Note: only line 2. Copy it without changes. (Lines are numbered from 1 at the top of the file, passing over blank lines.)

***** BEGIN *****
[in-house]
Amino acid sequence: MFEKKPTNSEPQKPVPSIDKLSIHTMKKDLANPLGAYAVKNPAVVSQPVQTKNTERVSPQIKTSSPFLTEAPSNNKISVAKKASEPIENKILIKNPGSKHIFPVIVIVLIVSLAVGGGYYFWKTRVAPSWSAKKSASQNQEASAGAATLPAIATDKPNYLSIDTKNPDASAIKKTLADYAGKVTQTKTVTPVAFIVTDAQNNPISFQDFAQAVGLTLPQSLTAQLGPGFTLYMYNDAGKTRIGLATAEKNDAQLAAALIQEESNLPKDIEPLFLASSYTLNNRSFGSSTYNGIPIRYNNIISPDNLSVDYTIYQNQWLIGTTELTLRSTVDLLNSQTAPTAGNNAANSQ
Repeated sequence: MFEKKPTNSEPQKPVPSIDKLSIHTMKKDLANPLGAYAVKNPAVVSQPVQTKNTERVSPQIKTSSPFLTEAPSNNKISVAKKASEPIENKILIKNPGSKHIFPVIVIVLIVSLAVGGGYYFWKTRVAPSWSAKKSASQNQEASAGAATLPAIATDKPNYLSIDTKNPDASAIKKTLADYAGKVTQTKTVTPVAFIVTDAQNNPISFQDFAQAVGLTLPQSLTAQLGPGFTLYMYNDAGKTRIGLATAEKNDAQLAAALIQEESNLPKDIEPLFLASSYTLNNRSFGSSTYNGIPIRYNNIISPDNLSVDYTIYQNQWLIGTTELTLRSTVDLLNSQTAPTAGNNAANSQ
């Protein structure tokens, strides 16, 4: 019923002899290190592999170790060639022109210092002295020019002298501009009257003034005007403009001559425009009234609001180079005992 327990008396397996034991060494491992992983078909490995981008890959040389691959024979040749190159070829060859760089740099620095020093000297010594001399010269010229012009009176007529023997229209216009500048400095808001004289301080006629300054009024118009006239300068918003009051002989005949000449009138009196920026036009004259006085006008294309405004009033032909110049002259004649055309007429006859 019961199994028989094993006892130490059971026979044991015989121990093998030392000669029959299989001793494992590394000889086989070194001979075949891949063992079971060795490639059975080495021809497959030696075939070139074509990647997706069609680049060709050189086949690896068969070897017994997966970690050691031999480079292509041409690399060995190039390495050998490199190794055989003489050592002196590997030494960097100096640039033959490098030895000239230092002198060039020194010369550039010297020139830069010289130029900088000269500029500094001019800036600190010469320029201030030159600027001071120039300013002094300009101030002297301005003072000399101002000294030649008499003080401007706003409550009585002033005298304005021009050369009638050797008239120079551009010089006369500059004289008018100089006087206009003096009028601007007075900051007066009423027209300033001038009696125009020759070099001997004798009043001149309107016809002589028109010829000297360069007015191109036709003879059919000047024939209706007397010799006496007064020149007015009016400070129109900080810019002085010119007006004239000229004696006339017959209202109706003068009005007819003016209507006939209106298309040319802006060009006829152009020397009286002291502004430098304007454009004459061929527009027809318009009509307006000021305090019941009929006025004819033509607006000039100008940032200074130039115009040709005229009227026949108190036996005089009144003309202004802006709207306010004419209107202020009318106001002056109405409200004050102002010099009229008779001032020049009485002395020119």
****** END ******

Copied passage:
Amino acid sequence: MFEKKPTNSEPQKPVPSIDKLSIHTMKKDLANPLGAYAVKNPAVVSQPVQTKNTERVSPQIKTSSPFLTEAPSNNKISVAKKASEPIENKILIKNPGSKHIFPVIVIVLIVSLAVGGGYYFWKTRVAPSWSAKKSASQNQEASAGAATLPAIATDKPNYLSIDTKNPDASAIKKTLADYAGKVTQTKTVTPVAFIVTDAQNNPISFQDFAQAVGLTLPQSLTAQLGPGFTLYMYNDAGKTRIGLATAEKNDAQLAAALIQEESNLPKDIEPLFLASSYTLNNRSFGSSTYNGIPIRYNNIISPDNLSVDYTIYQNQWLIGTTELTLRSTVDLLNSQTAPTAGNNAANSQ